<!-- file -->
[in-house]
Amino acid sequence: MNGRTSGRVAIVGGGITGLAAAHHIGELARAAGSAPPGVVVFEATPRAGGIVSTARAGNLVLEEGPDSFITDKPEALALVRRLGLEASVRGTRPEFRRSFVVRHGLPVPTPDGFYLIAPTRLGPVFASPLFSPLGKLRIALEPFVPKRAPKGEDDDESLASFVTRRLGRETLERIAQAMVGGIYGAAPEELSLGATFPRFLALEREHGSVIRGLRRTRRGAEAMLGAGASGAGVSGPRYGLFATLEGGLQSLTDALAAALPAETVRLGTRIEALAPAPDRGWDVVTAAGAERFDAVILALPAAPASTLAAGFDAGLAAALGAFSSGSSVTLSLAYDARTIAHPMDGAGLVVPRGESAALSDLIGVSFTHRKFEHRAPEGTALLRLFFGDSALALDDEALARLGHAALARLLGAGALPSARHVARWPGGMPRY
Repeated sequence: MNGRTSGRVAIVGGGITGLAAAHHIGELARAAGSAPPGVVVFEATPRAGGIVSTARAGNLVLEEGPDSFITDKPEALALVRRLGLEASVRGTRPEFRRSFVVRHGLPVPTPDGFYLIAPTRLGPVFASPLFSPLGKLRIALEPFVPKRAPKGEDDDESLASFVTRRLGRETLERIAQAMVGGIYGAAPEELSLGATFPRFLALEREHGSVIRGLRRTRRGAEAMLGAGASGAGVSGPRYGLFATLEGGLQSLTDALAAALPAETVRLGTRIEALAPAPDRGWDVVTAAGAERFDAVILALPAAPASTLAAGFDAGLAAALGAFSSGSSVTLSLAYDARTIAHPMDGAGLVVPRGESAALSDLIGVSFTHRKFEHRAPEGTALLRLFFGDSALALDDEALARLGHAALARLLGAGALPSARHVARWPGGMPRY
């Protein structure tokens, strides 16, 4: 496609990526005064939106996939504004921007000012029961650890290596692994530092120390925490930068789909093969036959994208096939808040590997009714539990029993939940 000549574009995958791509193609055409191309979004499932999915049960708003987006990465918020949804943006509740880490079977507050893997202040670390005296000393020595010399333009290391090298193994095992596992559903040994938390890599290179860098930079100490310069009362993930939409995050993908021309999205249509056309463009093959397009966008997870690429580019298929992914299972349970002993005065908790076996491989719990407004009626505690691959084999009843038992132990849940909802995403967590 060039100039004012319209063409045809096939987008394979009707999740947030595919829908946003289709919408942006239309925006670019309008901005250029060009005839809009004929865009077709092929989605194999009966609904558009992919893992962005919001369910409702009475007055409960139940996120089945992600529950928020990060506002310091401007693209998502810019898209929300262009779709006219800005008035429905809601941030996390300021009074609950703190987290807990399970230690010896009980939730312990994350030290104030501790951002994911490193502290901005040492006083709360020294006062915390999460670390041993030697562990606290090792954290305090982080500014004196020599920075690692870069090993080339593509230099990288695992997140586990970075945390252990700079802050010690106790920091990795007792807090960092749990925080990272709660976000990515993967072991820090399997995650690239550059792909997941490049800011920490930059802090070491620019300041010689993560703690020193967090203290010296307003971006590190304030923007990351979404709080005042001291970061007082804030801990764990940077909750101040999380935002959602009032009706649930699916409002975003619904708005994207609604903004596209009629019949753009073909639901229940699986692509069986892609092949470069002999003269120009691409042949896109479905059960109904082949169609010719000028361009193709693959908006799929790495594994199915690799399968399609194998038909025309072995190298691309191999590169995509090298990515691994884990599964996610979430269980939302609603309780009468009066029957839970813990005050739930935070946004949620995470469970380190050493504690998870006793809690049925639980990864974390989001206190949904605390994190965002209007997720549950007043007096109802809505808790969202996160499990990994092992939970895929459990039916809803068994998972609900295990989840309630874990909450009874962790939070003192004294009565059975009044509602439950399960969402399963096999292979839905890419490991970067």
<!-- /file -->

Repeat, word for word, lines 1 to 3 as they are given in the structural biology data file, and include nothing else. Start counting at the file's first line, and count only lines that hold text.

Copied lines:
[in-house]
Amino acid sequence: MNGRTSGRVAIVGGGITGLAAAHHIGELARAAGSAPPGVVVFEATPRAGGIVSTARAGNLVLEEGPDSFITDKPEALALVRRLGLEASVRGTRPEFRRSFVVRHGLPVPTPDGFYLIAPTRLGPVFASPLFSPLGKLRIALEPFVPKRAPKGEDDDESLASFVTRRLGRETLERIAQAMVGGIYGAAPEELSLGATFPRFLALEREHGSVIRGLRRTRRGAEAMLGAGASGAGVSGPRYGLFATLEGGLQSLTDALAAALPAETVRLGTRIEALAPAPDRGWDVVTAAGAERFDAVILALPAAPASTLAAGFDAGLAAALGAFSSGSSVTLSLAYDARTIAHPMDGAGLVVPRGESAALSDLIGVSFTHRKFEHRAPEGTALLRLFFGDSALALDDEALARLGHAALARLLGAGALPSARHVARWPGGMPRY
Repeated sequence: MNGRTSGRVAIVGGGITGLAAAHHIGELARAAGSAPPGVVVFEATPRAGGIVSTARAGNLVLEEGPDSFITDKPEALALVRRLGLEASVRGTRPEFRRSFVVRHGLPVPTPDGFYLIAPTRLGPVFASPLFSPLGKLRIALEPFVPKRAPKGEDDDESLASFVTRRLGRETLERIAQAMVGGIYGAAPEELSLGATFPRFLALEREHGSVIRGLRRTRRGAEAMLGAGASGAGVSGPRYGLFATLEGGLQSLTDALAAALPAETVRLGTRIEALAPAPDRGWDVVTAAGAERFDAVILALPAAPASTLAAGFDAGLAAALGAFSSGSSVTLSLAYDARTIAHPMDGAGLVVPRGESAALSDLIGVSFTHRKFEHRAPEGTALLRLFFGDSALALDDEALARLGHAALARLLGAGALPSARHVARWPGGMPRY